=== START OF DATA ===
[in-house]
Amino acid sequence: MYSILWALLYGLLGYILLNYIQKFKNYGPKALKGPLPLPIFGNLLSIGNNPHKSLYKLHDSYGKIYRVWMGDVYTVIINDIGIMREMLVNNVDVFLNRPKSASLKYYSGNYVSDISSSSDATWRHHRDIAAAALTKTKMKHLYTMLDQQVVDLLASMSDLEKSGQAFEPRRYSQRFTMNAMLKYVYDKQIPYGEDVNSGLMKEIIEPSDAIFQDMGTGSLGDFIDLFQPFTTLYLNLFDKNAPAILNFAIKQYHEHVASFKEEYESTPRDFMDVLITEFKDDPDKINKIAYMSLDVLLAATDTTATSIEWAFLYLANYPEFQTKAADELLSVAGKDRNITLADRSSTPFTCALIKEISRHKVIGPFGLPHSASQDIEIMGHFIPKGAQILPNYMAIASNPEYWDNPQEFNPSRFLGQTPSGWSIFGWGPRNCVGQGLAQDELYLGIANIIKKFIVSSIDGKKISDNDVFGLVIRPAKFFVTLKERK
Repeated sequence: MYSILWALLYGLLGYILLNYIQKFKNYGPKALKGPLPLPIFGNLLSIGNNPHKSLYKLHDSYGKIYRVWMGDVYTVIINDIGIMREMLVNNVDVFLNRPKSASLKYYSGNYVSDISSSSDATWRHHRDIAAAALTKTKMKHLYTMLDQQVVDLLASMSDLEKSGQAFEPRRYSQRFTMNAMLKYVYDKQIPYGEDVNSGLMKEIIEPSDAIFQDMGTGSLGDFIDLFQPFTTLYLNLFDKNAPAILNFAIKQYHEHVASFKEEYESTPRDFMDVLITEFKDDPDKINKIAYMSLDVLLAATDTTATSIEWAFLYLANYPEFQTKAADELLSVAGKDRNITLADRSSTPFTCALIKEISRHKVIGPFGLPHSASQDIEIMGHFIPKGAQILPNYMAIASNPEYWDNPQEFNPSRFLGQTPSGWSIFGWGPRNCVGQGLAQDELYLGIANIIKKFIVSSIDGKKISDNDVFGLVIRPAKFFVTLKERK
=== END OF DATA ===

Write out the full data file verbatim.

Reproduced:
[in-house]
Amino acid sequence: MYSILWALLYGLLGYILLNYIQKFKNYGPKALKGPLPLPIFGNLLSIGNNPHKSLYKLHDSYGKIYRVWMGDVYTVIINDIGIMREMLVNNVDVFLNRPKSASLKYYSGNYVSDISSSSDATWRHHRDIAAAALTKTKMKHLYTMLDQQVVDLLASMSDLEKSGQAFEPRRYSQRFTMNAMLKYVYDKQIPYGEDVNSGLMKEIIEPSDAIFQDMGTGSLGDFIDLFQPFTTLYLNLFDKNAPAILNFAIKQYHEHVASFKEEYESTPRDFMDVLITEFKDDPDKINKIAYMSLDVLLAATDTTATSIEWAFLYLANYPEFQTKAADELLSVAGKDRNITLADRSSTPFTCALIKEISRHKVIGPFGLPHSASQDIEIMGHFIPKGAQILPNYMAIASNPEYWDNPQEFNPSRFLGQTPSGWSIFGWGPRNCVGQGLAQDELYLGIANIIKKFIVSSIDGKKISDNDVFGLVIRPAKFFVTLKERK
Repeated sequence: MYSILWALLYGLLGYILLNYIQKFKNYGPKALKGPLPLPIFGNLLSIGNNPHKSLYKLHDSYGKIYRVWMGDVYTVIINDIGIMREMLVNNVDVFLNRPKSASLKYYSGNYVSDISSSSDATWRHHRDIAAAALTKTKMKHLYTMLDQQVVDLLASMSDLEKSGQAFEPRRYSQRFTMNAMLKYVYDKQIPYGEDVNSGLMKEIIEPSDAIFQDMGTGSLGDFIDLFQPFTTLYLNLFDKNAPAILNFAIKQYHEHVASFKEEYESTPRDFMDVLITEFKDDPDKINKIAYMSLDVLLAATDTTATSIEWAFLYLANYPEFQTKAADELLSVAGKDRNITLADRSSTPFTCALIKEISRHKVIGPFGLPHSASQDIEIMGHFIPKGAQILPNYMAIASNPEYWDNPQEFNPSRFLGQTPSGWSIFGWGPRNCVGQGLAQDELYLGIANIIKKFIVSSIDGKKISDNDVFGLVIRPAKFFVTLKERK